Books, Reviews, Writing

Found!!! Red Balloons and Answers in Wonderful Secret Gardens

Today is a playing catch-up post once again as I discover the magic of books long lost. Hence the title – Found!!! Red Balloons and Answers in Wonderful Secret Gardens!!  It has been forever since I did any one of these:

  • Short Story related posts – for the Deal Me In Challenge, I last stopped at Week 14 here. And I will be back to share more interesting short reads in a post later this week as I catch up to the current week!
  • An ABC Wednesday post was last done for the letter P featuring ‘The Phantom Tollbooth‘ and the round is ready to move to the letter T already this Wednesday
  • Poetry related posts…(oh well, soon, one poem at least in May)

So, to start off, here is my catch-up post for ABC Wednesday. A short look at Q, R, and S for today.

Q is for ‘The Three Questions’ written and illustrated by Jon Muth – while not really a book starting with Q, it features the letter Q. For another Q book, you can look at ‘The Quiltmaker’s Gift’ featured earlier in my A to Z Challenge where the theme was ‘Within Books’

‘The Three Questions’ was a book I discovered after I read the short story by Tolstoy off of which the book is based. This book is a wonderful adaptation of Tolstoy’s story, rewritten to make the message understood by its intended younger audience; and the beautiful watercolors accompanying the words are just perfect!  The young protagonist, Nikolai, and his animal friends (the heron, the monkey, and the dog), as well as Leo, the wise turtle, and the panda family Nikolai helps – all work together to make this a book a treasure. This book is ideal for launching philosophical discussions with younguns’ without making it too philosophical.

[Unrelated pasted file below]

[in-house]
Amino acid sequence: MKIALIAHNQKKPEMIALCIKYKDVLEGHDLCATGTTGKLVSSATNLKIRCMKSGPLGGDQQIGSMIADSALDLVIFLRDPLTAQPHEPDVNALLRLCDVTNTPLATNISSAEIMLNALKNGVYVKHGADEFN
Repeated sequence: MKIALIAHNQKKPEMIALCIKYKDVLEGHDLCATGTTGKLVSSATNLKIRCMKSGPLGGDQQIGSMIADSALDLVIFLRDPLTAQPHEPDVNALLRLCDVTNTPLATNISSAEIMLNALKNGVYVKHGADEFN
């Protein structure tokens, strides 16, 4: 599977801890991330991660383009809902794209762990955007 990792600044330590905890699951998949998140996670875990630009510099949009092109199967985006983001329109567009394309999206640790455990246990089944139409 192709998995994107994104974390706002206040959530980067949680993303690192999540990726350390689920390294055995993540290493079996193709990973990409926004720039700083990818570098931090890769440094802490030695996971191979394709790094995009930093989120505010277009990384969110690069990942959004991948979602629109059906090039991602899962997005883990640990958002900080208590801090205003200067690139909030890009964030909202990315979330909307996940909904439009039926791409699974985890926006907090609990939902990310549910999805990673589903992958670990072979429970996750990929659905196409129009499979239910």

Some possible questions to discuss with kids as you read the book include:

  • If you could get answers to three questions from the wise turtle, what would they be?
  • Have you asked a question to different people, and gotten different answers? What was your question and the answers? What was your reaction to those different answers (surprise you/confuse you/amuse you)? Which answer did you like best and why (to your question)?
  • Who would you ask your questions to (not the wise turtle but among those you know 🙂 )? Why?
  • What is your thinking place (or do you have one)?
  • Have you flown a kite before? — this could be a possible activity too – make and fly a kite (and also a puppet show maybe with face masks of the animals)

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R is for a beautiful, beloved book – ‘The Red Balloon‘ by Albert Lamorrise – this is one of those books that came after the movie and it is impossible not to fall in love with both the book and the movie in this case, equally, and totally in love. I recall seeing the movie years ago when they showed it at school to all of us and vividly recall the feelings I was left with that day. To this day, the movie and the book evoke the same feelings – feelings of hope, of having color restored to a dull, gray world because of that hope, of having a faithful friend true to you, and of general happiness. The movie was made by Albert Lamorrise in 1956. Lamorrise was a former auditor at the Institut des hautes études cinématographiques (IDHEC) aka, the Institute for Advanced Cinematographic Studies, and the crew that he used for the making of the film was entirely composed of IDHEC graduates. The book was first published in 1957 as a tie-in for the movie by Doubleday Books (now Penguin Random House), using black and white and color stills from the film, with added prose. The author of the book – Albert Lamorrise. The book and movie are both highly regarded – the book is a winner of A New York Times Best Illustrated Children’s Book of the Year, and the movie is an Academy Award winner. You can have a look into the book here. If you have not read the book or seen the movie, go ahead and do them both – it is like you found sweet magic!